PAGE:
ReFo: Browns @ Steelers, Week 17

The Steelers and Browns played a game with nothing to play for, but which players looked good for the tape. Sam Monson takes a look.

| 4 years ago

The Steelers and Browns played a game with nothing to play for, but which players looked good for the tape. Sam Monson takes a look.

ReFo: Browns @ Steelers, Week 17


The NFL moved divisional games to the final two weeks of the regular season, hoping to avoid games exactly like this one – where there was pretty much nothing for anybody to play for.

The Browns were without their top two quarterbacks and were forced into starting Thaddeus Lewis for the first time, while the Steelers had been dumped from the playoff race before the final game of the season and were just playing to end the season on a high note before regrouping in the off-season.

In the end the game was closer than it perhaps could have been given the disparity at quarterback, but the Steelers ran out comfortable victors and no other result ever really looked likely.

But let’s take a look inside the game and see what performances are worthy of closer analysis on an individual level.

Cleveland – Three Performances of Note

The Rookie You Don’t Hear About

With all of the attention being drawn to the glamor positions in the league, the one guy you won’t hear mentioned for rookie of the year is Browns RT Mitchell Schwartz, but on this performance, maybe that’s wrong. Schwartz ends the season as our 7th ranked right tackle and almost all of his negative comes down to three games from the first half of his season. Take those three games out of his grade and he would actually be the best graded RT in football this year and tie Michael Roos for 3rd overall in our OT ranks.

Obviously you can’t take those game away, but the point is after some inconsistencies early, he has had a very strong finish to his season, keeping a clean sheet in pass protection in this game and establishing himself in the run game as well against a Steelers front that has been able to stuff the run this year. Quarterback may still be an issue, but at least Cleveland look to have knocked this pick out of the park.

The Hornsby Curse

PFF founder in chief, Neil Hornsby appears to be able to cast the spell of doom on players with a mere endorsement. Once well enamored with Philip Rivers, he has now watched him sink to the depths in 2012, with one thrown away pass after the next. Recently he remarked what an interesting story LG John Greco was, only for us to see him in this game have his worst game in the NFL.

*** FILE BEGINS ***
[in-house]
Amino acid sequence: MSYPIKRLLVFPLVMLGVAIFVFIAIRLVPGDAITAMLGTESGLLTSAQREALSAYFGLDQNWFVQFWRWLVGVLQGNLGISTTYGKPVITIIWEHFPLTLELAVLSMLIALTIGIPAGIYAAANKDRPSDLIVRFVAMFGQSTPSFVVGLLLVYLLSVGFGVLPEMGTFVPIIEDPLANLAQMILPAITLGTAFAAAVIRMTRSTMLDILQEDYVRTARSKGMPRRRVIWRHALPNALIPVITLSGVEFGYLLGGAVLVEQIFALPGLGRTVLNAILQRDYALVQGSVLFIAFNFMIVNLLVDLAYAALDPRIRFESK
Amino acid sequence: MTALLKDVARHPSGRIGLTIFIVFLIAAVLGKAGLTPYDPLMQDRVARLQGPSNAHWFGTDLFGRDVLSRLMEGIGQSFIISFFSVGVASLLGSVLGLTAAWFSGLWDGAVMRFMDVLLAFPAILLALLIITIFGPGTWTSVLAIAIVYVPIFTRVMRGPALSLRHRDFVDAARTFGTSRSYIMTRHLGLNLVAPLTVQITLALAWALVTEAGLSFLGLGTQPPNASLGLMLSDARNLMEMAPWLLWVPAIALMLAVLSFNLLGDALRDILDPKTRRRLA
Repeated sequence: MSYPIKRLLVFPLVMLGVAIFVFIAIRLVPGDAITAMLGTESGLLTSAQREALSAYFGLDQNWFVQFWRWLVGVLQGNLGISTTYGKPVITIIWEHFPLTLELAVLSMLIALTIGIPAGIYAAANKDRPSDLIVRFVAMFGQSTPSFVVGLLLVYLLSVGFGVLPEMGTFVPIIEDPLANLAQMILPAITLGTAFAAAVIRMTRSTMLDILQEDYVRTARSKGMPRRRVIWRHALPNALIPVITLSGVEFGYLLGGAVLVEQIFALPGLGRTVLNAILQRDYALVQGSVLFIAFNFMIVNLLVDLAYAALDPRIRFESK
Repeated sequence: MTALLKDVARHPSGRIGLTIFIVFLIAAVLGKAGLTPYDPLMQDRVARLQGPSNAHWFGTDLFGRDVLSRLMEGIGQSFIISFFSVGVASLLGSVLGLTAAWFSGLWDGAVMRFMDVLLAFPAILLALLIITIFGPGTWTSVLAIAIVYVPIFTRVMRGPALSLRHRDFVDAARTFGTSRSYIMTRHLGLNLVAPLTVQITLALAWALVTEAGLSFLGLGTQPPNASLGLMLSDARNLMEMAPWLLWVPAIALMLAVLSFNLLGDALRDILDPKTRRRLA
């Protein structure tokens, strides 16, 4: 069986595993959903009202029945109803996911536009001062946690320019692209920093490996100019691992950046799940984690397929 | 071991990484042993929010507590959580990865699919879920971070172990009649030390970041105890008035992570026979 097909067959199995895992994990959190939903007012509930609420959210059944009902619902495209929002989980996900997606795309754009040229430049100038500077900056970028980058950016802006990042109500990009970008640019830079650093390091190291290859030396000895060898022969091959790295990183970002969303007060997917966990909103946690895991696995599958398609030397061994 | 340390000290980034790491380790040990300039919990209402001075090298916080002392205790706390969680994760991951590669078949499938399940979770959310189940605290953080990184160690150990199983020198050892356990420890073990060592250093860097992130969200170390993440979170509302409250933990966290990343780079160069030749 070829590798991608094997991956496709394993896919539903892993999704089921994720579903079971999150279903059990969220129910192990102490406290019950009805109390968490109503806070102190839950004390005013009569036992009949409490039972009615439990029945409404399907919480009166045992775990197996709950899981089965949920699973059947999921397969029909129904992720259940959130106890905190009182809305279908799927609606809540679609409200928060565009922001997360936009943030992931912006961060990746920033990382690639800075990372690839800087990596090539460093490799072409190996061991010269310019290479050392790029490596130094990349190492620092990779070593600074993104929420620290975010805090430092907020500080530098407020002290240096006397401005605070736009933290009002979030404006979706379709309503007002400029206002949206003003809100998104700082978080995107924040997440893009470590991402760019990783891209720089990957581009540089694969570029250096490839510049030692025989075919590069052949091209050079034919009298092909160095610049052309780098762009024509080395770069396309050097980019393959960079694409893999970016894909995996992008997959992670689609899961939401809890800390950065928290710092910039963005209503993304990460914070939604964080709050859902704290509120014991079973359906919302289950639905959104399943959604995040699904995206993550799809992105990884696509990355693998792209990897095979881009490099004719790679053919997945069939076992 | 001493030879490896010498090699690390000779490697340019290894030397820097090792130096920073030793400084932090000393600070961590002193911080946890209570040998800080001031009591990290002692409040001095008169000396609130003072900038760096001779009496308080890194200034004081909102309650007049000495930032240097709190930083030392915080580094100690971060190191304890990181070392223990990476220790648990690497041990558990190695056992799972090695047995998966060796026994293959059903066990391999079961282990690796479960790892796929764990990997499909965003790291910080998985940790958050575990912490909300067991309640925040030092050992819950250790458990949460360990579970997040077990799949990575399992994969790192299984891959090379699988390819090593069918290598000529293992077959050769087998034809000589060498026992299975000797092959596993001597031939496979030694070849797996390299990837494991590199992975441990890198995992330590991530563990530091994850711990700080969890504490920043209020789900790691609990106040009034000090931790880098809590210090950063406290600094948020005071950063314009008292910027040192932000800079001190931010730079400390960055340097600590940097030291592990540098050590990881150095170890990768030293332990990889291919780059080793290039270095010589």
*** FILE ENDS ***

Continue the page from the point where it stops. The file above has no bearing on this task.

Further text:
Greco was hurt in the game, but was struggling badly anyway, surrendering a sack, hit and hurry from his 27 snaps in pass protection and being flagged twice for false start penalties to really compound his bad day at the office. Greco has largely been an upgrade, making PFF’s Team of the Week multiple times since starting at LG, but clearly the moral of the story is that if Hornsby takes an interest in you, it’s curtains!

The Debut of Thaddeus

We couldn’t leave the game without looking at the performance of Lewis more closely. He attempted 32 passes and completed 22, throwing for 204 yards and a pair of touchdowns, but with one ugly interception. There was no area of the field that the Browns didn’t have him throwing to and he appeared to have the full playbook at his disposal.

I suppose the thing that stands out is what the Browns overall quarterback situation is like when Lewis can come in and look no worse than either McCoy or Weeden despite not really impressing either. He made a few nice throws with velocity and accuracy, but he completely failed to spot Troy Polamalu for his interception, who had run under the intended target the entire way, and there were a few more inaccurate, but far less harmless throws. The bottom line is that it was a relatively unremarkable debut that says more about Weeden than it does Lewis.

Pittsburgh – Three Performances of Note

DL Makeover?